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Duck and Waterfowl Habits

Duck and Waterfowl HabitsDucks and most waterfowl eat insects, snails, frogs, and fish. They also feed on grains, grasses, and other kinds of plant life.

The mother ducks lay from six to perhaps sixteen eggs in a warm nest made of leaves, dry grass, and other materials. Sometimes two ducks lay eggs in the same nest. The nest is lined with down which the mother duck takes from her own breast. Nests are usually built on the ground near the water. Sometimes they are placed in a bushy field farther back. Some kinds of ducks may build their nests in hollow trees. The mother takes care of the family. For three or four weeks she remains almost constantly on the nest. The ducklings are covered with down when they break through their shell. The mother leads them to water as soon as they can travel. The ducklings cannot fly for six weeks or more after they are hatched. They must be carefully guarded by the mother.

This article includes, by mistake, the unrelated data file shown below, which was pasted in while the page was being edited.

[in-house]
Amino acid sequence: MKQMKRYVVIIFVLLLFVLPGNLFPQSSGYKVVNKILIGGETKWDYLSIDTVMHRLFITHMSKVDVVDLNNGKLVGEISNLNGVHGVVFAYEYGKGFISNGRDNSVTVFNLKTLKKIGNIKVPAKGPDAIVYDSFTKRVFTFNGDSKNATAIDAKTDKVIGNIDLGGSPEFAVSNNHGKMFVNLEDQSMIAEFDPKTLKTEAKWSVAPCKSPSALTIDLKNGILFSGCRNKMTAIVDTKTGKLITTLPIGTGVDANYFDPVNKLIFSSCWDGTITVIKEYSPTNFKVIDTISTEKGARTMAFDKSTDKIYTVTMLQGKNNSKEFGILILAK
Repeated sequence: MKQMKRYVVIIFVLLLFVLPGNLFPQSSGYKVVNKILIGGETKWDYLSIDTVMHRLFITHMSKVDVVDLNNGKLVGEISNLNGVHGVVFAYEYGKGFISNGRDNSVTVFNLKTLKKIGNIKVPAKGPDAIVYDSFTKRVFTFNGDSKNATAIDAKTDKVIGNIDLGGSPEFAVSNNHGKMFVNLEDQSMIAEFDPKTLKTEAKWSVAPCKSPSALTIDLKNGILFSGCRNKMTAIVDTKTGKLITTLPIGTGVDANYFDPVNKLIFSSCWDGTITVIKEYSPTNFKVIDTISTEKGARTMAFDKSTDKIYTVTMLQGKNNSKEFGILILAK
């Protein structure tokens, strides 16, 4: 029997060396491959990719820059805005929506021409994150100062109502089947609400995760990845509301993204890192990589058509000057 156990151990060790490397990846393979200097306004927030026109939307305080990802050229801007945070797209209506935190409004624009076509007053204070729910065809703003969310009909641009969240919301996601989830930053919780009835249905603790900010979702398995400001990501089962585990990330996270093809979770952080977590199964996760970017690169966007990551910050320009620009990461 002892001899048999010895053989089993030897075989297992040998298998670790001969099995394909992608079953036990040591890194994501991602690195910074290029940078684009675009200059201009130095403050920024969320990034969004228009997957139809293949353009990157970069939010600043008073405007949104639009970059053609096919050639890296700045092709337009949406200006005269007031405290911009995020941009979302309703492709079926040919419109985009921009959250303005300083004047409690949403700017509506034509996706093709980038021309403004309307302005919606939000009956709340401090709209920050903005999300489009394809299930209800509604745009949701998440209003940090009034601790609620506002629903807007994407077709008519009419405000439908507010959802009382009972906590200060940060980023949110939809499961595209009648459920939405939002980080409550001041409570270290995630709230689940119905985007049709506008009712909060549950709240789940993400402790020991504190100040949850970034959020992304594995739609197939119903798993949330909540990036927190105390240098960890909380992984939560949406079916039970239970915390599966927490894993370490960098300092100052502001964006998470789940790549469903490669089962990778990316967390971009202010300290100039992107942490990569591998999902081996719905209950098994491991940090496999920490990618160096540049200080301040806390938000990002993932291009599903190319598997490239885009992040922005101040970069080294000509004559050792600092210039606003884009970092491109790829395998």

When the ducklings are young, all the adult ducks shed many of their old, worn, and ragged feathers. The adult ducks cannot fly until strong, new feathers grow in.

The male ducks usually have more brilliant feathers than the females. When they shed their feathers in the summer, however, they become covered with an eclipse {dull} plumage. At this time they look more like the drab females.

Ducks often live together in large flocks. Some of them travel north in the spring, and south in the fall. Many of them are shop by hunters during the southward flight. Duck hunting season takes a large toll on the population.

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The eating and living habits of the duck may help you understand what to keep in mind when hunting this waterfowl bird.